“Little Melba and Her Big Trombone,”
by Katheryn Russell-Brown, illustrated by Frank Morrison.
Lee and Low Books, New York, 2014, 32 pages, Grades 2-4.
Orchestras are composed of musicians playing a number of instruments. The primary instruments are from the brass, woodwind, string and percussion families. The piano frequently is played in orchestras but is frequently used by itself in recitals.
Within the brass section, trumpets are most famous for range of musical scales and sound quality. Trombones are usually accompanying instruments and are rarely used in solo performances. But with the invention of jazz and bebop music, brass instruments began to play an increasingly large role. Trombones began to be seen as being capable of carrying entire sections of musical scores. Jazz music tended to begin in African American sections of American cities such as Kansas City, Mo.
In 1926, in Kansas City, Melba Doretta Liston is born. Her brilliant playing of the trombone will change its place in history. Katheryn Russell-Brown tells her fascinating story in the award winning picture book entitled “Little Melba and Her Big Trombone.”
Melba always had music in her bones. Even as a child, she claps her hand and begins keeping time with the music being played in her home and neighborhood.
At the age of 7, she sees a trombone for the first time and begs her mother to purchase the instrument. Her mother is skeptical because the trombone is bigger than Miss Liston. But she eventually buys the trombone and Melba starts practicing. Her grandfather teaches her how to how to cradle the horn and move the slide. At first Melba can’t even get any sound from the trombone. She almost gives up in frustration but is gently encouraged by her grandfather. With this help, she continues playing.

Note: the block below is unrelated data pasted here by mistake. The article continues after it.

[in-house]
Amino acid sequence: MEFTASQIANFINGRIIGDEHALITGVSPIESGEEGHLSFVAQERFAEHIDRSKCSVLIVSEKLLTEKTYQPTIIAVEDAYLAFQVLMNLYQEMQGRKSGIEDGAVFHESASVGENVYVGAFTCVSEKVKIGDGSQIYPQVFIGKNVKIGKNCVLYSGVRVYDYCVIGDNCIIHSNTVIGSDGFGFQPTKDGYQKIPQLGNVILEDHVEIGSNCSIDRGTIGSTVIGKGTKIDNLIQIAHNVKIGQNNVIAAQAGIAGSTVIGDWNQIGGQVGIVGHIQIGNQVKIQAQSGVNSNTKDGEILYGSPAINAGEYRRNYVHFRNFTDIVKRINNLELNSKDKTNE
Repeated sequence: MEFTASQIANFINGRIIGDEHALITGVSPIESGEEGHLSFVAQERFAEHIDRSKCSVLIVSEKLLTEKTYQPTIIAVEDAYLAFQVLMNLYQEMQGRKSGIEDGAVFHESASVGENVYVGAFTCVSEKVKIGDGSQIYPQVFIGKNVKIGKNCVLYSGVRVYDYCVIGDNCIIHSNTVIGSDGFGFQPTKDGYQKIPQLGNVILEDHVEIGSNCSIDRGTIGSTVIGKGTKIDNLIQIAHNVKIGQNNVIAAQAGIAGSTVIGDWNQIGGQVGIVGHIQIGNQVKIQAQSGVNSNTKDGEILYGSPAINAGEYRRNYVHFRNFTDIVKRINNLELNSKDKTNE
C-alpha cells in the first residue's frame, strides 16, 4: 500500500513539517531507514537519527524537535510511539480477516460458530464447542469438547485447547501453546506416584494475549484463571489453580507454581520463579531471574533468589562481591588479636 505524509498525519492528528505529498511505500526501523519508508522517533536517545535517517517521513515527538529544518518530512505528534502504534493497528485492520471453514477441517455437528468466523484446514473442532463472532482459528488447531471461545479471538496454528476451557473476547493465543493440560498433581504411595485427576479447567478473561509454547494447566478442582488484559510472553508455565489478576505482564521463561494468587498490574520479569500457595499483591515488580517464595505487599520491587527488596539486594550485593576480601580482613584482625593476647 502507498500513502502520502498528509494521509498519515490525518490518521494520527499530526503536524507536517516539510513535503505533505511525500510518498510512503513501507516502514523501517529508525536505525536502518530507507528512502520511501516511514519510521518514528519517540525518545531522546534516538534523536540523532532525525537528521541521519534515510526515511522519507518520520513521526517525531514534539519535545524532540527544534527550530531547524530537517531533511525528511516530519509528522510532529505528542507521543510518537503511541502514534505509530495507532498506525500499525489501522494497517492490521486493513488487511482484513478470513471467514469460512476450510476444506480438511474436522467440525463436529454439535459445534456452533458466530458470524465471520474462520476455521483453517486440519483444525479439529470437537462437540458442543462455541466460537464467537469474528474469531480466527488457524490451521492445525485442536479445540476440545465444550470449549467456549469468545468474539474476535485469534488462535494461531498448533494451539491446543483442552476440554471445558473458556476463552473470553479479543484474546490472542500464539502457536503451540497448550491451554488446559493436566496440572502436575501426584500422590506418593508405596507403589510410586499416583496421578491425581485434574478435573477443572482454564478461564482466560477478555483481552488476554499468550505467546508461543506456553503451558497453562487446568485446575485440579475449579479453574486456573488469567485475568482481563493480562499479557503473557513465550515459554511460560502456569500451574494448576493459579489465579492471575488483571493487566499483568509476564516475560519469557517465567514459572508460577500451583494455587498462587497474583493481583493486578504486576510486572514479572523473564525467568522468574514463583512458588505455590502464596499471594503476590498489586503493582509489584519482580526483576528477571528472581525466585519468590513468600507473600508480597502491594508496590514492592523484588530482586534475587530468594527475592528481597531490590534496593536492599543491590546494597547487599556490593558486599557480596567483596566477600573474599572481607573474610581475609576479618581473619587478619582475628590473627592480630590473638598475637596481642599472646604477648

Soon it is apparent from her brilliant playing that she is a musical prodigy. Melba eventually moves to Los Angeles and is invited to play in a famous band for young musicians. Here again she is a star performer. By the time Melba is 17, the well-known jazz musician, Gerald Wilson, invites Miss Liston to join his band. With this, Melba begins a career that will span decades and includes partnerships with some of the most famous American musicians of all time. How does she do it?
How does Melba turn the trombone from an instrumental support piece into a majestic solo instrument? What troubles does she have to overcome in the segregated South? How does she overcome some sexist attitudes of the musicians in the very bands she is starring with? Why is the perception of the trombone so enhanced by her brilliance? To find out the answers to these and other questions, go to the library and check out this interesting biography of Melba Doretta Liston.
The pictures are delightful in this book. You almost begin keeping time with Melba as she plays the trombone. The author and illustrator depict the close family relationships of the Liston family. The enthusiasm Melba has for playing the trombone is clearly seen in the fun and action packed drawings. This book shows the African American jazz scene in an interesting and fascinating manner. The book would make a good read-aloud in the classroom setting or a delightful shared book at home.
I hope you get a chance to check out this fine story. I really liked it and think you will as well. Enjoy!